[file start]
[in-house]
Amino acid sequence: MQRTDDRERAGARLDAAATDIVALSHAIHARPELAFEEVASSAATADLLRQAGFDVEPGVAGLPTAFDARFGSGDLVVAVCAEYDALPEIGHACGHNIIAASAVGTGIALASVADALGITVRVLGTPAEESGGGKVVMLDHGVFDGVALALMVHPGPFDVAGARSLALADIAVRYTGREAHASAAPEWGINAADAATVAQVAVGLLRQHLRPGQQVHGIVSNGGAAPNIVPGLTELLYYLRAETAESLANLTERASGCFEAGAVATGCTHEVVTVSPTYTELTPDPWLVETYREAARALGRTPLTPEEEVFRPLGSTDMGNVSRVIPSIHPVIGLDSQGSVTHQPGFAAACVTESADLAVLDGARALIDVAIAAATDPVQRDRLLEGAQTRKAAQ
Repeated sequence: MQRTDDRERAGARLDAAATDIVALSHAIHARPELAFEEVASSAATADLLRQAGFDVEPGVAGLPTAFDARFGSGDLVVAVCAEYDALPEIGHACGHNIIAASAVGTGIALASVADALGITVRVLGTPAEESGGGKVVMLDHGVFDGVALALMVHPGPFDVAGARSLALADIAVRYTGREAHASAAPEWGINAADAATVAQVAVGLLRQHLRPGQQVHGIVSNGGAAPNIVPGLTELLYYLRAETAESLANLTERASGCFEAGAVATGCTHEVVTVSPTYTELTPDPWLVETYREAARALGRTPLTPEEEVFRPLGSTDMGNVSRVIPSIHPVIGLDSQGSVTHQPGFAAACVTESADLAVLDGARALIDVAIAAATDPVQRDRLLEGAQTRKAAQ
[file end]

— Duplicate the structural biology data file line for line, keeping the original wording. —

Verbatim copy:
[in-house]
Amino acid sequence: MQRTDDRERAGARLDAAATDIVALSHAIHARPELAFEEVASSAATADLLRQAGFDVEPGVAGLPTAFDARFGSGDLVVAVCAEYDALPEIGHACGHNIIAASAVGTGIALASVADALGITVRVLGTPAEESGGGKVVMLDHGVFDGVALALMVHPGPFDVAGARSLALADIAVRYTGREAHASAAPEWGINAADAATVAQVAVGLLRQHLRPGQQVHGIVSNGGAAPNIVPGLTELLYYLRAETAESLANLTERASGCFEAGAVATGCTHEVVTVSPTYTELTPDPWLVETYREAARALGRTPLTPEEEVFRPLGSTDMGNVSRVIPSIHPVIGLDSQGSVTHQPGFAAACVTESADLAVLDGARALIDVAIAAATDPVQRDRLLEGAQTRKAAQ
Repeated sequence: MQRTDDRERAGARLDAAATDIVALSHAIHARPELAFEEVASSAATADLLRQAGFDVEPGVAGLPTAFDARFGSGDLVVAVCAEYDALPEIGHACGHNIIAASAVGTGIALASVADALGITVRVLGTPAEESGGGKVVMLDHGVFDGVALALMVHPGPFDVAGARSLALADIAVRYTGREAHASAAPEWGINAADAATVAQVAVGLLRQHLRPGQQVHGIVSNGGAAPNIVPGLTELLYYLRAETAESLANLTERASGCFEAGAVATGCTHEVVTVSPTYTELTPDPWLVETYREAARALGRTPLTPEEEVFRPLGSTDMGNVSRVIPSIHPVIGLDSQGSVTHQPGFAAACVTESADLAVLDGARALIDVAIAAATDPVQRDRLLEGAQTRKAAQ